Review: Vampire: The Masquerade – Swansong

Vampire: The Masquerade is an RPG setting that exists primarily in tabletop or LARP games that has made many forays into the world of video games. Games that rely on dice or paper rock scissors to resolve issues has always had mixed results transitioning into the video game world. The emphasis on role-playing games is, as the name implies, playing the role of a character and having them interact with the fantasy world of the game, and going into the video realm often shifts the emphasis to combat. Vampire: The Masquerade – Swansong tries to keep the emphasis on role playing, which creates an interesting game experience that has hit or miss results.

For the uninitiated, Vampire: The Masquerade takes place in the World of Darkness where humans and vampires live side by side. The Masquerade is the act of vampires hiding their true nature, blending in with human society. Swansong takes place in Boston and follows the events of a vampire sect known as Carmilla. The new prince of Carmilla, Hazel Iverson, has tried to strengthen Carmilla by reuniting the Bostonian vampires with the Hartford sect. This lofty ideal of vampires united in New England doesn’t go exactly to plan and all hell breaks loose. The player is tasked with putting the pieces back together in the wake of a horrific event that destroyed or captured many high ranking members of Carmilla during the attempts at unification.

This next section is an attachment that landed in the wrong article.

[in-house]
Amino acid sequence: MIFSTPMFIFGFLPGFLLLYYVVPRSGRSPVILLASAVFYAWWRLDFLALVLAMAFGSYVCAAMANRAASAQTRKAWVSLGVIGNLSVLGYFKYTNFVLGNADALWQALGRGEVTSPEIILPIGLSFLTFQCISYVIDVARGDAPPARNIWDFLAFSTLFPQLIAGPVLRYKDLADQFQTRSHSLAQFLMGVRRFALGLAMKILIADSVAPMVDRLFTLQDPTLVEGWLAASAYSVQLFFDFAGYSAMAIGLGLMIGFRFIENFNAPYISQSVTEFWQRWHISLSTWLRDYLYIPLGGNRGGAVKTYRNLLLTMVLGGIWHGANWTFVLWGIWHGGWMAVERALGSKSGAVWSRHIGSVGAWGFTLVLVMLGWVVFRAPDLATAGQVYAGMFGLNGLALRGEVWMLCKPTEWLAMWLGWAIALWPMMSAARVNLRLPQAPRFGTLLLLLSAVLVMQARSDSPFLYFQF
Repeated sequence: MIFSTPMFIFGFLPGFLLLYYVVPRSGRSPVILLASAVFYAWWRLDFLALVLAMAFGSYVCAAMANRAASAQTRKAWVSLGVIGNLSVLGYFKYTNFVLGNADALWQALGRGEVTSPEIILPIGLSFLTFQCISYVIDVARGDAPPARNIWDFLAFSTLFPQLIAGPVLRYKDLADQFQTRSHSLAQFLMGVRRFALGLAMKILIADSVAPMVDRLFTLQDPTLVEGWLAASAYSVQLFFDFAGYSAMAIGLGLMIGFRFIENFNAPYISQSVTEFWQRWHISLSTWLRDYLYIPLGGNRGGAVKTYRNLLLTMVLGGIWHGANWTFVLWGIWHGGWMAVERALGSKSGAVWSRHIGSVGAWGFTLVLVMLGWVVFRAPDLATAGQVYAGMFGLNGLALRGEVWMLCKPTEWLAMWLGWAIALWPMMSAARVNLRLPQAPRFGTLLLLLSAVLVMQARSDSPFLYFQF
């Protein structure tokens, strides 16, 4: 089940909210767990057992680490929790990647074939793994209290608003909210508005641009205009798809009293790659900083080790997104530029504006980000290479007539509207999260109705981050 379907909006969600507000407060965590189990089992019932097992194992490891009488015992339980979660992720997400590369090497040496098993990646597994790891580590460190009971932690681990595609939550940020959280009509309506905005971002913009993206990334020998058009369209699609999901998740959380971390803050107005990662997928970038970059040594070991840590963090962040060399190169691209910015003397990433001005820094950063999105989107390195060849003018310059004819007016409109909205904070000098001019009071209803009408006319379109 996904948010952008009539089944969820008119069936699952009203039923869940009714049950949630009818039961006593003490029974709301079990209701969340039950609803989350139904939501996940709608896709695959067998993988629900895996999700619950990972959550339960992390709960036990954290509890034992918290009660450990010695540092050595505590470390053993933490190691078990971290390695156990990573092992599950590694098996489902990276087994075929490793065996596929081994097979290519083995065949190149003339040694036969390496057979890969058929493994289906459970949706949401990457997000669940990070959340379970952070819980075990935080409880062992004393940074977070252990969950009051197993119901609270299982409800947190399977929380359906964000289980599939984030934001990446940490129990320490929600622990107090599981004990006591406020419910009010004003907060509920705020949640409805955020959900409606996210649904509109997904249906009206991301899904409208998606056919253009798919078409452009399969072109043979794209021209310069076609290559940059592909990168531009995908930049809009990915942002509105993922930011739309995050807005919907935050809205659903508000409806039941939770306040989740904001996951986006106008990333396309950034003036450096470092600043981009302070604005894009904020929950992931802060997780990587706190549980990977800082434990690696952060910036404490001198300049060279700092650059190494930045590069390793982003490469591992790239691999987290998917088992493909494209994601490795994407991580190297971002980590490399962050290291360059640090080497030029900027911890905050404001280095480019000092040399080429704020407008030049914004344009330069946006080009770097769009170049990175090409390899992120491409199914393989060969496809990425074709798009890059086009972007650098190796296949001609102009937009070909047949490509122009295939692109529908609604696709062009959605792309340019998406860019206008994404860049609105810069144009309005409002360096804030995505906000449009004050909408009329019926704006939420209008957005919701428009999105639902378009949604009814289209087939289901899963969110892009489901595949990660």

Swansong has the player assuming the role of three very different protagonists. Each character hails from a different vampiric clan with their own abilities. Each character is roughly a hundred years young, which is still considered wet around the ears for an undead being cursed with the gift of immortality. There is Emem Louis hailing from clan Toerador described as a “seductive Amazon,” Emen came of age during the roaring twenties and would be at home in a jazz club. Galeb is the eldest of the protagonists and of clan Ventrue. Lastly, there’s Malkavian Leysha, who suffers from various mental disorders because that just seems fitting for Malkavians. The player will get to know more details of each character as the story unfolds, but they are introduced following a shooting where they need to begin their detective work as to figure out who the killer is and what was their motive.

RPGs that put a greater emphasis on storytelling and character development over combat aren’t unheard of, but Swansong takes it even further by not having any combat in the traditional sense. There are other game mechanics that factor into the role-playing element that help make it more engaging. Each protagonist gets confronted with moral choices and the “right” answer is usually not obvious. Some choices are easy to make based on how the player wishes develop their characters, but the lack of being an obvious right or wrong answer opens up the game to be driven by the player’s choices. There are other things to consider as well such as choosing when to use a vampire’s supernatural powers as they don’t want to reveal their nature to humans. Another thing to be mindful of is vampires need to feed, and like real life dietary choices matter. The dining options are human or rat blood. Draining too many humans and having dead follow you around can raise the suspicion of humans or make them fear year, but a more people friendly diet of rat’s blood can lead to being shunned in the vampire community.